Chicago: Fontana Grill & Wine Bar, Pizza by Way of Boznia and Herzegovina
Fontana Grill & Wine Bar
1329 W. Wilson, Chicago IL 60640 (map); 773-561-0400; fontanagrill.com
Getting There: Red Line to Wilson, walk east 3 blocks
Pizza Style: Thin crust
Oven Type: Gas
The Skinny: Bosnian/Italian neighborhood restaurant provides nice atmosphere and good enough pizza
Price: 14-inch pizzas from $10 to $14; buy one, get one free Sunday–Thursday
Given that Bosnian cuisine is primarily a combination of Middle Eastern and Central European foods, it may seem odd that a Sarajevo native would open an Italian restaurant. But Bosnia and Herzegovina is a short swim across the Adriatic Sea, and Nino Divanovic was a big fan of Italian food while growing up in the former Yugoslavia. When violence struck the area in a major way in the early 1990s, Divanovic moved to Chicago, where he found work in the restaurant business, starting as a busboy.
Over the years, he worked his way up, including a stint as a general manager at Giordano's (reviewed here). About a year and a half ago, Divanovic and his wife, Milica, opened Fontana Grill & Wine Bar in Uptown. The menu includes a couple of Bosnian favorites like cevapi and American treats like burgers, but it is primarily an Italian place with a menu that includes seven pizzas.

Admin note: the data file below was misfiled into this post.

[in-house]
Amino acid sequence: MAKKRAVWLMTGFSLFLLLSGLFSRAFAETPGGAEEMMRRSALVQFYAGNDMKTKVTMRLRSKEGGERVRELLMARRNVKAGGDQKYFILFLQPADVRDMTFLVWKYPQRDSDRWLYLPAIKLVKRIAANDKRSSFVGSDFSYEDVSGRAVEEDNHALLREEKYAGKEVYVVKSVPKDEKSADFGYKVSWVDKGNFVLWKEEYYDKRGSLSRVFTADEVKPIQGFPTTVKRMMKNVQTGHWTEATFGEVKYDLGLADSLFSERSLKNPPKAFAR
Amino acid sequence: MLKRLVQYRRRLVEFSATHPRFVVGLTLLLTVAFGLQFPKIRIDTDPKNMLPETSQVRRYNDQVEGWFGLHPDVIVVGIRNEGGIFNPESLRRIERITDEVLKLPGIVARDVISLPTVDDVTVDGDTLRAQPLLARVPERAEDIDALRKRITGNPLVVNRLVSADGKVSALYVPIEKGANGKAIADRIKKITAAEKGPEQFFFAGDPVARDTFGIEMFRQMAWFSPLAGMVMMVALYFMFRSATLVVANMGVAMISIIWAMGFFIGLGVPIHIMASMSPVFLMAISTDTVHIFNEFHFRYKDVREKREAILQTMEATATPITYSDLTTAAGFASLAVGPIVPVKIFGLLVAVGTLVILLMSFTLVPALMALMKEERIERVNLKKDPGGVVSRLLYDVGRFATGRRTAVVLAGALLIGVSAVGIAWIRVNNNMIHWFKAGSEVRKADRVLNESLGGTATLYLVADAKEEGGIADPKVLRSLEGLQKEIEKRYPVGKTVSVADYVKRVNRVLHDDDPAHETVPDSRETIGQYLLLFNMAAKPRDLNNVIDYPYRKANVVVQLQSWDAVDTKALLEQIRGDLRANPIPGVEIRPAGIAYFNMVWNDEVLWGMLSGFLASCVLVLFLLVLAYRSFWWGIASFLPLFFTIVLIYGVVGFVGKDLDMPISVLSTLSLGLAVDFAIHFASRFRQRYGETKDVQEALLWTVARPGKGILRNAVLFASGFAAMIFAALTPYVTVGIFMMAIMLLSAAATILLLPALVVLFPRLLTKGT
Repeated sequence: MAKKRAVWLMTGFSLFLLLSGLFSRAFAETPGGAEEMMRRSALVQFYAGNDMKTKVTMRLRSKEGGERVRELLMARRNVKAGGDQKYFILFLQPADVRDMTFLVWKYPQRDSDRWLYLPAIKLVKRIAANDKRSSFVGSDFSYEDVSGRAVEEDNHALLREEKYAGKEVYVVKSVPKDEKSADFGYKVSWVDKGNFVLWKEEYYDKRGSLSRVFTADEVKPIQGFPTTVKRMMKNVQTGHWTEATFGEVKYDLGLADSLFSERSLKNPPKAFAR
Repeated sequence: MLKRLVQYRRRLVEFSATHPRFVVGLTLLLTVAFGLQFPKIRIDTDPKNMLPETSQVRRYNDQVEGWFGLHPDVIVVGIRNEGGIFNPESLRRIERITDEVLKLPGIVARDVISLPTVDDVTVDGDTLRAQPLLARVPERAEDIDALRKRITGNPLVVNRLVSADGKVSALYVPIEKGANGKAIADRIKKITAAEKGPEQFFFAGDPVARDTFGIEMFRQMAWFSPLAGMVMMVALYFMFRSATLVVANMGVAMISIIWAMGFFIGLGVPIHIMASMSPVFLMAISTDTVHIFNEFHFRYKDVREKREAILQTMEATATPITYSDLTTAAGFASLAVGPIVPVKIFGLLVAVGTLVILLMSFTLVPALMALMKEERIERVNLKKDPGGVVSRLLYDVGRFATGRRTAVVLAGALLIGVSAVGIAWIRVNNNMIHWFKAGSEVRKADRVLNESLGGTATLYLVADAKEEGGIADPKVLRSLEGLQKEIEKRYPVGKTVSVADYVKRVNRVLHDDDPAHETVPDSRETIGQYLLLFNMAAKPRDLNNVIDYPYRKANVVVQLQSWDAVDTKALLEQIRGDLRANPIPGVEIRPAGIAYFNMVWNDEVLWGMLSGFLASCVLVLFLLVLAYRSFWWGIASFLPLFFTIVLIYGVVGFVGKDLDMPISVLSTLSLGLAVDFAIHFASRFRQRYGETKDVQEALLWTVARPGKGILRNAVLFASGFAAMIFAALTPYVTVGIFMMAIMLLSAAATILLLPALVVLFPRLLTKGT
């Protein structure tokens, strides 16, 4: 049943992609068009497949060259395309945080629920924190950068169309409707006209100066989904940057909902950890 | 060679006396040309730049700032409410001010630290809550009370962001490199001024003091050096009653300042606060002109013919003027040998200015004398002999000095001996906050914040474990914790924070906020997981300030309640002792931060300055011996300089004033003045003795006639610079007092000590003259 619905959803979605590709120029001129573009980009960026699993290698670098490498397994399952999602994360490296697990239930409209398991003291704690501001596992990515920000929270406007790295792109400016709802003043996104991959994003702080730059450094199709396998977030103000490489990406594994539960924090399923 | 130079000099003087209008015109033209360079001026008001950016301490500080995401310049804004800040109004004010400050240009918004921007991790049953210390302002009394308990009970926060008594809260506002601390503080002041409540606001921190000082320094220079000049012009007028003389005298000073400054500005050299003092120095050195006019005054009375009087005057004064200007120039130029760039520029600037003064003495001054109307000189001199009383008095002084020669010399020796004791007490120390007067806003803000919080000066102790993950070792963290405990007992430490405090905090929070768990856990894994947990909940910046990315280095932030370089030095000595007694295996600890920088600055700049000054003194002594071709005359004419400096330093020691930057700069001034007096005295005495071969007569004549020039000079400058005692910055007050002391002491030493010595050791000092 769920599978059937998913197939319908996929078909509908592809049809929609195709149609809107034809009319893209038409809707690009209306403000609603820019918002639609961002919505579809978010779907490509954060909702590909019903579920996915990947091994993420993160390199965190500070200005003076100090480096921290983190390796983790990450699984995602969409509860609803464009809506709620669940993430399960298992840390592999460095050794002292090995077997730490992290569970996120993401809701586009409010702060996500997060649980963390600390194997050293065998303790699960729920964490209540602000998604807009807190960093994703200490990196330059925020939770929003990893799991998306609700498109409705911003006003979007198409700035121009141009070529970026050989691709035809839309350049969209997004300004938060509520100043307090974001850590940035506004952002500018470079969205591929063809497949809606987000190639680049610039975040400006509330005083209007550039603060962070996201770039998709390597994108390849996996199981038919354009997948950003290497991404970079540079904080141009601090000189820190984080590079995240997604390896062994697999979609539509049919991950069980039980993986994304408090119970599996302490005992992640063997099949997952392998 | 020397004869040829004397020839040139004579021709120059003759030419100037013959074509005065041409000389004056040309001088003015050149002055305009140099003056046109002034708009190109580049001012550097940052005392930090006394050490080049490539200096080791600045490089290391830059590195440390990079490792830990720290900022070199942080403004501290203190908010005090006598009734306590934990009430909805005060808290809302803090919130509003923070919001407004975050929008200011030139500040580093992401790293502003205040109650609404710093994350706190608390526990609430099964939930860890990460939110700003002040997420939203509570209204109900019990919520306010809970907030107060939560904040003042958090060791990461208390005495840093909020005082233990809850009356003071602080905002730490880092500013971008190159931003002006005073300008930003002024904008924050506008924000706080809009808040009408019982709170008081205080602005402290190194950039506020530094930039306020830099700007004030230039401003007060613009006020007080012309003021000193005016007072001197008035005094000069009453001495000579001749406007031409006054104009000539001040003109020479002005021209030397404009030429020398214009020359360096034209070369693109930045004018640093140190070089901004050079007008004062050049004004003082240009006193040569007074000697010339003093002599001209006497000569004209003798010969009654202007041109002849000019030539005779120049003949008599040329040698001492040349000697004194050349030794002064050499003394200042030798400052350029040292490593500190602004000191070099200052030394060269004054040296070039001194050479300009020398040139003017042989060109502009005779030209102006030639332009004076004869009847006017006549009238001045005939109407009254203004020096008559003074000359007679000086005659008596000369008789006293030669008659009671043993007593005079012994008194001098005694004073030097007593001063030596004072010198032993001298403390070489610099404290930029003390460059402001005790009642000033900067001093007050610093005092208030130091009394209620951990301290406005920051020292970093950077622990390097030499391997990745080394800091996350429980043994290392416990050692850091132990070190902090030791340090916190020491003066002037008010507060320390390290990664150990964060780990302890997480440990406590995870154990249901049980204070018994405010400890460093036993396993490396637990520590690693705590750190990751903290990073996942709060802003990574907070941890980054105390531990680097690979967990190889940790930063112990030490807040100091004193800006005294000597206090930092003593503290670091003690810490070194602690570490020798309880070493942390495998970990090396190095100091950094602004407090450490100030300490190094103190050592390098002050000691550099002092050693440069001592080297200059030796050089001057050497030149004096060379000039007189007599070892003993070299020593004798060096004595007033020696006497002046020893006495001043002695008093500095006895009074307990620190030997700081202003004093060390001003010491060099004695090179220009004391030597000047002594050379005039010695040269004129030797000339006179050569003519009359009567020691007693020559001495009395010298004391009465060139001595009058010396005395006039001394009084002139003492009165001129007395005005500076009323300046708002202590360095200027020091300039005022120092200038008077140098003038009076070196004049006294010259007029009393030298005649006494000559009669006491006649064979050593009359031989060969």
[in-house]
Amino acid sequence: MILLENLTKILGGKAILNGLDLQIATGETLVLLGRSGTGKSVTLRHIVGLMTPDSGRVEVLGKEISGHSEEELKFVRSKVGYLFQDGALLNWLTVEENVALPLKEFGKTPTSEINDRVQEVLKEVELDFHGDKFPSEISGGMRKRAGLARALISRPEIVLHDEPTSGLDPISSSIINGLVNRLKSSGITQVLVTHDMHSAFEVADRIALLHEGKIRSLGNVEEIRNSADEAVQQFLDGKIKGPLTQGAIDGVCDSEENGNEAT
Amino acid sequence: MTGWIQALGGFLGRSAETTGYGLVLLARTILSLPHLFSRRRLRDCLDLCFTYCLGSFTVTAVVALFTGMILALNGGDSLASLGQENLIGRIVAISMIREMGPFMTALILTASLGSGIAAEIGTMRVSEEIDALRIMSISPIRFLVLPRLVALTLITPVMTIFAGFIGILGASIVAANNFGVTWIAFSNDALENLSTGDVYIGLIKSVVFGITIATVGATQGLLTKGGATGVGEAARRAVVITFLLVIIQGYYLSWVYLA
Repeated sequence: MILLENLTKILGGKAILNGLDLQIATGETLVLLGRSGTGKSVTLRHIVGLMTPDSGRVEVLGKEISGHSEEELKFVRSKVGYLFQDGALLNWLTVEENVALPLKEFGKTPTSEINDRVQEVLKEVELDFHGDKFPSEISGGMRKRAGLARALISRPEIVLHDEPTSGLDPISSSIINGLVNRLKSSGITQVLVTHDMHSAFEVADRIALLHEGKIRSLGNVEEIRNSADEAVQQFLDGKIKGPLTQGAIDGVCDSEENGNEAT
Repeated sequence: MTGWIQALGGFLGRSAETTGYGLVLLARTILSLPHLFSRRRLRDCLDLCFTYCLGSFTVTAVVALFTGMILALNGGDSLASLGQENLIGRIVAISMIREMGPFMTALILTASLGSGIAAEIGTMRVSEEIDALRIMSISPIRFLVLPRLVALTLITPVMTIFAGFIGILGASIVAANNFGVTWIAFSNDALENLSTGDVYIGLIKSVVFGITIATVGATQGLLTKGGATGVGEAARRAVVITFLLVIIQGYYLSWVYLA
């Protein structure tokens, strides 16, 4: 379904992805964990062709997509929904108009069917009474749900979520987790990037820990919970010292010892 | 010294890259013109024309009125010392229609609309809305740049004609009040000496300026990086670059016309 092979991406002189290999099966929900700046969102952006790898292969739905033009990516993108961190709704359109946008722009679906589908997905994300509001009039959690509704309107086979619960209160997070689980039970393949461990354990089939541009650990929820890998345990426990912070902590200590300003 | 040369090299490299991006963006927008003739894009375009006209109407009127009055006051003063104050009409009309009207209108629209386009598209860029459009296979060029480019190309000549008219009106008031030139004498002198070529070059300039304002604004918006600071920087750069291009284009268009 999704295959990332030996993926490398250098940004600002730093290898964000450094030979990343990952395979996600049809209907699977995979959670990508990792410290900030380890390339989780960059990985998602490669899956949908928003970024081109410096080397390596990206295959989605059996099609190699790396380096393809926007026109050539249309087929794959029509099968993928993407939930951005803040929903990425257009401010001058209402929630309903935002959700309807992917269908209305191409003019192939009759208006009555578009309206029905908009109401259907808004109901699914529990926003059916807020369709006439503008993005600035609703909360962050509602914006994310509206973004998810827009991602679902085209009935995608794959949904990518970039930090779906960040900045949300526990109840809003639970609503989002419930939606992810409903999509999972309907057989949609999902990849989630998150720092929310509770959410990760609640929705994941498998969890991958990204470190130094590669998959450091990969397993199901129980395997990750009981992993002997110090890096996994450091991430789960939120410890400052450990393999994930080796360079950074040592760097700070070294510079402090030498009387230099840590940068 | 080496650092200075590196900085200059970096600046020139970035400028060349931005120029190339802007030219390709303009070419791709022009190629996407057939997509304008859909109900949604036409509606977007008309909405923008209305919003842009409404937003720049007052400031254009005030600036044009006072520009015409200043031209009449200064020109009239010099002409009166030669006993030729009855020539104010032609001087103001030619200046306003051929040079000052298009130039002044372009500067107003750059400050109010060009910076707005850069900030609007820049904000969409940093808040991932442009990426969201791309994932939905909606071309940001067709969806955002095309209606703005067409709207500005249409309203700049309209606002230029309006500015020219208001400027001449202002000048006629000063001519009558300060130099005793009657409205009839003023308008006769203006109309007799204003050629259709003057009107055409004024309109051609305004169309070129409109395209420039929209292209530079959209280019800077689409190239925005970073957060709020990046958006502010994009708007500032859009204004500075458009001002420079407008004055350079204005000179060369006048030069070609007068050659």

The first pie of the evening was one that appealed to the side of me that thinks there's no limit to toppings that can work on pizza. The Viagra Vera pizza features New Zealand green mussels, 7 herbs and allegedly fresh mozzarella. Neither the server nor I have a clue what the name means, but I was prepared to call a doctor 4 hours after dinner if necessary.
This pizza was a disappointment. Each slice came with exactly one mussel. While the mussels were fresh and had nice flavor, they were only good for one bite of each slice because rather than cut them up into small pieces and spread them around the pizza, the chef opted to just put one whole mussel in the middle of each slice.
Still, it could have worked as a cheese pizza with a special bonus bite on each slice, but the seven herbs killed the chances of this being good. The basil, oregano, rosemary, sage, mint, thyme and parsley were all applied with a bit of a heavy hand, resulting in the most heavily seasoned pizza I've ever eaten. While my taste buds adjusted somewhat as the night went along and each slice was progressively a shade better, there was just too much going on with the herbage for the pizza to work.
The second pizza was the Capricossa, which came with much more traditional mushrooms and prosciutto. The mushrooms were fresh and flavorful and were generously spread all over the pizza. The prosciutto was fine, though nothing exciting. In sharp contrast to the Viagra Vera, the sauce on this pie was devoid of added seasoning. Fortunately the crushed tomatoes alone were enough to make a nice lightly sweet sauce. The crusts on both pizzas were a little underdone, although not as badly as the flash in my pictures makes it seem. Both crusts were too chewy for my tastes and added no flavor to the pizza.
While the pizzas at Fontana Grill are not worth going out of the way for, as a neighborhood spot, I'm a fan. The staff could not have been nicer and the outdoor patio may well be calling my name once summer gets here. Also, the prices are not bad at all. All pizzas are buy one, get one free Sunday through Thursday and bottles of wine are half price on Tuesdays.